Immigration & Visas, Living

Mexico’s New Immigration Law – October Update

Mexico Immigration Stamp

Updated Oct 17, 2012

More details have emerged about the changes that will come into effect with the new immigration law that was, after some delay, passed into law on September 28, 2012 and which must be implemented within 30 working days thereafter (we are expecting this to happen sometime in the second week of November). The country’s immigration institute, the INM, has not yet published the detailed administrative procedures that are of particular interest to expats and those planning to live or retire in Mexico.  These are expected soon and we will publish an update when they are released.

As soon as the new rules are formally adopted by the INM, we will update our information and the new edition of the Mexico Immigration Guide will be published by our associates which will contain detailed information about the changes. Foreigners with a current FM2 or FM3 may continue to use their current visa until its expiration, at which time they will have to renew under the rules of one of the new visa categories.

Note about Temporary Leisure Visits: If you are visiting Mexico for a vacation or for non-lucrative short stays, the changes being brought in by the new immigration law will have no material effect on you at all.

Here is a brief summary of what is known now about the new visa categories:

Visitor Permit (Non Lucrative): The visitor will need to demonstrate one of a number of circumstances, related to things such as economic solvency (to sustain themselves while in Mexico) or have some other family, professional or investment-related interests in Mexico.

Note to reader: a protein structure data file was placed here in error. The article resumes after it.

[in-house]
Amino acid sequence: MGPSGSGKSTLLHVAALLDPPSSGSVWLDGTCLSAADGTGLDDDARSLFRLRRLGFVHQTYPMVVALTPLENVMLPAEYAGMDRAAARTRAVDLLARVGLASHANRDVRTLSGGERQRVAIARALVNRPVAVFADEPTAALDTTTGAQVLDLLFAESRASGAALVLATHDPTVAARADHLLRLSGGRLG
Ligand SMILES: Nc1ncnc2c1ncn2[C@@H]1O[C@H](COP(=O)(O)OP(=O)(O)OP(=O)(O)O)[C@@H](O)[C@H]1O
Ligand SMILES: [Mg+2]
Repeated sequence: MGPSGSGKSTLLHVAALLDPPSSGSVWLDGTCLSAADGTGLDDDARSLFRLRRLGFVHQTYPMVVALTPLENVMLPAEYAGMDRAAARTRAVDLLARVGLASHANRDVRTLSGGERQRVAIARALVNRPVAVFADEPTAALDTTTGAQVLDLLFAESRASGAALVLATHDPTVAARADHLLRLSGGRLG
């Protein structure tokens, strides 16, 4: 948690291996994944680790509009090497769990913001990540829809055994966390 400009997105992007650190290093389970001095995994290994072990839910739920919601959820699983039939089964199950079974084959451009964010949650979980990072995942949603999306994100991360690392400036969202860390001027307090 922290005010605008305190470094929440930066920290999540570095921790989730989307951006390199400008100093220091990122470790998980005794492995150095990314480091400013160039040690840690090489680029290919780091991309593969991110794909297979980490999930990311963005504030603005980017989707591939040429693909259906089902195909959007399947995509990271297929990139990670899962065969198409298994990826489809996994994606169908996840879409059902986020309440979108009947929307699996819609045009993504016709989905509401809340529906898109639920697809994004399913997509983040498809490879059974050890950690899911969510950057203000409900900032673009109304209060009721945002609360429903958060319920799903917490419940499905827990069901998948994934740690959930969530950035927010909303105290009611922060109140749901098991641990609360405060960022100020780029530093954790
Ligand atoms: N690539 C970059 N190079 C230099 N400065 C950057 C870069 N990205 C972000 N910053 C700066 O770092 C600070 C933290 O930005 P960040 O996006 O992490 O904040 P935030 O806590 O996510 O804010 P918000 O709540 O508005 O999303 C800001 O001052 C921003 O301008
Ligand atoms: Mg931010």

Visitor Visa (Lucrative): This visa will be provided to visitors who wish to engage in lucrative activities in Mexico for a period not exceeding 180 days; certain business-related criteria must be met.

Temporary Resident Visa: This visa will be for people who wish to reside in Mexico for longer than 6 months and not more than 4 years. To qualify, applicants will need to demonstrate that they have e.g. sufficient economic resources to support themselves, or be invited to Mexico by an organization for non-remunerative activities, or have  specific kinds of family connections in Mexico, or have business or investment interests in Mexico.

Permanent Resident Visa: This visa will be for people who wish to reside indefinitely in Mexico. To qualify, applicants must have specific family connections in Mexico, or be of retirement status (with sufficient proven income to sustain themselves in Mexico, expressed as a multiple of Mexico’s official minimum wage), or be granted political asylum in Mexico, or meet the categories and minimum score under a new Points System (see below).

Visa For Adoption: A visa is being introduced to facilitate foreigners who are in the process (or linked to the process) of adopting a Mexican child.

Visa For Students: A visa for students intending to remain in Mexico for courses, studies, research projects, or training in educational institutions for more than 6 months.